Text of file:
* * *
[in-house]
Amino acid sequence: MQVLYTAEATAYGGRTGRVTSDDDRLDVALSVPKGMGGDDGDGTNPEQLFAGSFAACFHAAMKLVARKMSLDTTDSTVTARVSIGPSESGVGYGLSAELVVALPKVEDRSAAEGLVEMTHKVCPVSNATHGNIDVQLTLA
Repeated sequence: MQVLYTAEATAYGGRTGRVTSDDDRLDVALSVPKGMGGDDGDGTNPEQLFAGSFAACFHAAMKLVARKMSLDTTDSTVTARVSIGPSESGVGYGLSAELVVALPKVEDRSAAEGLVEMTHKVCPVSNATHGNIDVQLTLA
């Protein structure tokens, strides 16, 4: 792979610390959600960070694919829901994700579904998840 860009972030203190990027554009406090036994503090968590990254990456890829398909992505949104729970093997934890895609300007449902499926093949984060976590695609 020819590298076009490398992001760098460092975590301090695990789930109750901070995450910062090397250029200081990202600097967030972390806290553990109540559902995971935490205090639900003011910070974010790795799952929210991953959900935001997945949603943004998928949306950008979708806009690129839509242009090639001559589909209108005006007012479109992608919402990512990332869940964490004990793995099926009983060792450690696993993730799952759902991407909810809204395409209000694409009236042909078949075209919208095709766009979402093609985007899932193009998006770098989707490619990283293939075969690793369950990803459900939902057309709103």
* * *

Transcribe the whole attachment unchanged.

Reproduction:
[in-house]
Amino acid sequence: MQVLYTAEATAYGGRTGRVTSDDDRLDVALSVPKGMGGDDGDGTNPEQLFAGSFAACFHAAMKLVARKMSLDTTDSTVTARVSIGPSESGVGYGLSAELVVALPKVEDRSAAEGLVEMTHKVCPVSNATHGNIDVQLTLA
Repeated sequence: MQVLYTAEATAYGGRTGRVTSDDDRLDVALSVPKGMGGDDGDGTNPEQLFAGSFAACFHAAMKLVARKMSLDTTDSTVTARVSIGPSESGVGYGLSAELVVALPKVEDRSAAEGLVEMTHKVCPVSNATHGNIDVQLTLA
């Protein structure tokens, strides 16, 4: 792979610390959600960070694919829901994700579904998840 860009972030203190990027554009406090036994503090968590990254990456890829398909992505949104729970093997934890895609300007449902499926093949984060976590695609 020819590298076009490398992001760098460092975590301090695990789930109750901070995450910062090397250029200081990202600097967030972390806290553990109540559902995971935490205090639900003011910070974010790795799952929210991953959900935001997945949603943004998928949306950008979708806009690129839509242009090639001559589909209108005006007012479109992608919402990512990332869940964490004990793995099926009983060792450690696993993730799952759902991407909810809204395409209000694409009236042909078949075209919208095709766009979402093609985007899932193009998006770098989707490619990283293939075969690793369950990803459900939902057309709103």